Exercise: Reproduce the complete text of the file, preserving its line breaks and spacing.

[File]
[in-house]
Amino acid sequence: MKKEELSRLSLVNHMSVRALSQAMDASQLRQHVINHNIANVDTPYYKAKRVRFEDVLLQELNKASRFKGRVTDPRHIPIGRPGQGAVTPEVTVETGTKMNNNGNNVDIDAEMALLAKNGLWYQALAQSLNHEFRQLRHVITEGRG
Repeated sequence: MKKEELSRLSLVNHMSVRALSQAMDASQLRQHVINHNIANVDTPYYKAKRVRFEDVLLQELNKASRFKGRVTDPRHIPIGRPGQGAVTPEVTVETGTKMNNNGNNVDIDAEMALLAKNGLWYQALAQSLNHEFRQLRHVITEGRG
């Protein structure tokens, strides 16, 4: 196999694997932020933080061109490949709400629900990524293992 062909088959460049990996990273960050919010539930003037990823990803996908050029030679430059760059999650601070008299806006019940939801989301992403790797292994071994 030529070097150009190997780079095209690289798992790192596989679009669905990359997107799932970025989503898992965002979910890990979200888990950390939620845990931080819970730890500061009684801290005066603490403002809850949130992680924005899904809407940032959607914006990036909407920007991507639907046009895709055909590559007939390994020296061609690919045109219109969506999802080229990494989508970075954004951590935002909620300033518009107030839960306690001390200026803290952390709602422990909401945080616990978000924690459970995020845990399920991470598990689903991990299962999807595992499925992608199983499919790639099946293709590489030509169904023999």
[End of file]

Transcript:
[in-house]
Amino acid sequence: MKKEELSRLSLVNHMSVRALSQAMDASQLRQHVINHNIANVDTPYYKAKRVRFEDVLLQELNKASRFKGRVTDPRHIPIGRPGQGAVTPEVTVETGTKMNNNGNNVDIDAEMALLAKNGLWYQALAQSLNHEFRQLRHVITEGRG
Repeated sequence: MKKEELSRLSLVNHMSVRALSQAMDASQLRQHVINHNIANVDTPYYKAKRVRFEDVLLQELNKASRFKGRVTDPRHIPIGRPGQGAVTPEVTVETGTKMNNNGNNVDIDAEMALLAKNGLWYQALAQSLNHEFRQLRHVITEGRG
């Protein structure tokens, strides 16, 4: 196999694997932020933080061109490949709400629900990524293992 062909088959460049990996990273960050919010539930003037990823990803996908050029030679430059760059999650601070008299806006019940939801989301992403790797292994071994 030529070097150009190997780079095209690289798992790192596989679009669905990359997107799932970025989503898992965002979910890990979200888990950390939620845990931080819970730890500061009684801290005066603490403002809850949130992680924005899904809407940032959607914006990036909407920007991507639907046009895709055909590559007939390994020296061609690919045109219109969506999802080229990494989508970075954004951590935002909620300033518009107030839960306690001390200026803290952390709602422990909401945080616990978000924690459970995020845990399920991470598990689903991990299962999807595992499925992608199983499919790639099946293709590489030509169904023999």